Editorials Questions from the guest lecture: Optimising wellbeing in people living with a wound

Questions from the guest lecture: Optimising wellbeing in people living with a wound

Complex wounds, Wellbeing and concordance

Question: What is the impact on professional care of using patients' diaries? António Gomes, Portugal

There is very little evidence on the impact of diaries within wound healing. However, evidence from areas such as critical care has shown varied results and highlighted potential issues such as the effect wearing off over time and some patients writing what they think clinicians want to read. Even so, some research has shown that the act of capturing feelings, concerns and fears has helped patients to deal with the situation they find themselves in, and may lower anxiety and improve mood.

If there is agreement with the patient that the diary can be shared with health care professionals, the diary can be used as a trigger to discuss care pathways and help in the shared decision-making. For example, if the diary shows that odour is a problem for the patient (even when it is not obviously an issue for others around them), this may prompt discussion and development of strategies in which the fear of odour can be addressed. Diaries may be particularly useful for issues such as pain control.

 

Question: Is there a simple way of measuring wellbeing that is not time consuming? António Gomes, Portugal

The points outlined in the Wellbeing consensus document on pages 6-8 offer simple steps for the assessment of wellbeing. The five questions listed in Box 4 on page 8 are indeed simple and will provide great insight into the patient's wellbeing. They can be asked whilst the care provider plans or implements care.

As a starting point for change in practice, health care practitioners need to acknowledge that wellbeing is important for those living with wounds. Using the suggestions in the Wellbeing consensus document, health care practitioners can seek individual's views on wellbeing as a component of 'standard' practice for the duration of their care. Practitioners can then help to address specific issues related to living with a wound and work towards improving the physical, emotional, social and spiritual aspects of the patient's life.

 

Question: How can clinicians give the patients confidence, when the wound therapy or NPWT outcome falls below expectation? Stanley, Hong Kong

In general, patients want honesty. In this situation, hope may be related to indicating that there are other treatment options, but for some patients the reality may be that their wound is non-healing.  It is important that clinicians work closely with patients and be open and honest about expectations of treatment outcomes.

 

Question: What is blunting? Anon

There are many ways of defining coping styles and strategies. One coping strategy is referred to as blunting, which is related to denial. People who use blunting as a predominant coping measure tend to avoid thinking and appraising situations. Another coping style is monitoring. People who monitor tend to constantly evaluate their symptoms and can become preoccupied with them. This can cause anxiety over any small change, whereas people who blunt may ignore small but important symptoms. It is important to realise that coping fluctuates and there is no ideal way of coping.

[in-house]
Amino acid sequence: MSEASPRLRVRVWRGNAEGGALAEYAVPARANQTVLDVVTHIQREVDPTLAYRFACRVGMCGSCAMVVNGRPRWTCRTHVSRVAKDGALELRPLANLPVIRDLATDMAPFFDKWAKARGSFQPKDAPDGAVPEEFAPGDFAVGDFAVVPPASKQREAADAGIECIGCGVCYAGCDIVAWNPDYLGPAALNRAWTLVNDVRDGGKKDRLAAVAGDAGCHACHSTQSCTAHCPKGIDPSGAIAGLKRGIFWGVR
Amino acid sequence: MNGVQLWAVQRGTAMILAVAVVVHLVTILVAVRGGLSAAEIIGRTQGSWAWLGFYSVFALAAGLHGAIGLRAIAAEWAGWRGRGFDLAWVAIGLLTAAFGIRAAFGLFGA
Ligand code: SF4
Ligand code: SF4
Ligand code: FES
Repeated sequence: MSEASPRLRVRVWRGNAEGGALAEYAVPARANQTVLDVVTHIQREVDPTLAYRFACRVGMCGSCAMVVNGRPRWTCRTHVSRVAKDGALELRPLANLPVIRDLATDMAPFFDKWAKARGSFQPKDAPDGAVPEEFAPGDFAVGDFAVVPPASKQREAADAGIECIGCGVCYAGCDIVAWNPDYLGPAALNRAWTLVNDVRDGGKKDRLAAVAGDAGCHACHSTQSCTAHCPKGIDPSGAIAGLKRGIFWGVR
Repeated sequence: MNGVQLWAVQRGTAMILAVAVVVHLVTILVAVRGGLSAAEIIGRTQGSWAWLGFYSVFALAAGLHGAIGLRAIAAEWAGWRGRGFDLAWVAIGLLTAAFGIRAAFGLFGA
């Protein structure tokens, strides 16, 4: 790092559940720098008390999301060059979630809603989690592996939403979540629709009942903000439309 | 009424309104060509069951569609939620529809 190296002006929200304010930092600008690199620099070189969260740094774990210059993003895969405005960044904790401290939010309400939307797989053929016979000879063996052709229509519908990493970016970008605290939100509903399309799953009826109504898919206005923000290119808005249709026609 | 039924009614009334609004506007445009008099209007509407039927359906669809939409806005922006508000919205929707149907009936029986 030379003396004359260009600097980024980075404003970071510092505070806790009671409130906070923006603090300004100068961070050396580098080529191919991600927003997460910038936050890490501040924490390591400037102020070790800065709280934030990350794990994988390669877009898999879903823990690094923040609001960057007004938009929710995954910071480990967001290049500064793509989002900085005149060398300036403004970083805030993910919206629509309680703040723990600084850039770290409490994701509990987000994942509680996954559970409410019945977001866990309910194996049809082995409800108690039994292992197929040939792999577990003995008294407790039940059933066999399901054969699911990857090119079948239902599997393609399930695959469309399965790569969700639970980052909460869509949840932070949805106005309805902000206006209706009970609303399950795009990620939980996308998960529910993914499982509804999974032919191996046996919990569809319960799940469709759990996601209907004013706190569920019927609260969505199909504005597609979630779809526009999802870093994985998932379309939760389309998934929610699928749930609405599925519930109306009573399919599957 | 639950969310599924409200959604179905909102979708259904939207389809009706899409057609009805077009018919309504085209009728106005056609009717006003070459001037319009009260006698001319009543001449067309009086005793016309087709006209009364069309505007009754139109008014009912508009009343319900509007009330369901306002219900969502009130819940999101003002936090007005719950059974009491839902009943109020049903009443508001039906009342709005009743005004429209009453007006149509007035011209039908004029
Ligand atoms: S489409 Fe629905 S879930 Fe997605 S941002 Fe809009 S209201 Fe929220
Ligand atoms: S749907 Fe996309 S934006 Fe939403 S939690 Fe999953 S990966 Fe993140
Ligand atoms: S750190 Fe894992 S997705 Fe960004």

Question: Do you think that specific care settings are already ideally organised to act on wellbeing information? Helen, UK

When the  concept of an individual's wellbeing is raised with hospice and palliative care teams, the recurring message from these groups is ' This is what we do, these issues are important to us, this is the way we approach the development of individualised management plans which focus on the person's perspective and issues of concern for them'. If we can do this and do it so well for this patient population, why not carry it over to those living with a wound, recognising it to be just as important to get these four aspects of health and life 'in balance' for all in our care.

 

Question: Regarding patients' right of refusal in cases where the clinician believes it is important for the patient to proceed, what advice do you recommend giving them in order to achieve the best outcome? Nigel Freeman, Sydney

It is important that the individual is given full access to all relevant information to ensure they make an informed decision regarding their right to refuse care. The clinician must try to present the benefits of a treatment programme and then must respect the right to refuse that treatment. As long as the decision is based on an informed position, that is perhaps the best that can be achieved.

Sometimes the position may be changed by trying to understand the patient's perspective and the blocks to accepting treatment. When treatment is refused, the decision should be revisited regularly to ensure any changes in circumstances/opinion are identified.

In the UK, there is a reference guide to consent for examination or treatment that provides a guide to the legal framework that all health care professionals need to take account of in obtaining valid consent for any examination, treatment or care that they propose to undertake: http://www.dh.gov.uk/en/Publicationsandstatistics/Publications/PublicationsPolicyAndGuidance/DH_103643

 

Question: Patient focus is often rushed due to an increasing work load at the hospital. Can you recommend any studies in particular, that I can give to my hospital management, which show the positive influence patient and nurse interaction has on understanding wound healing? Joe Starling, New Jersey, USA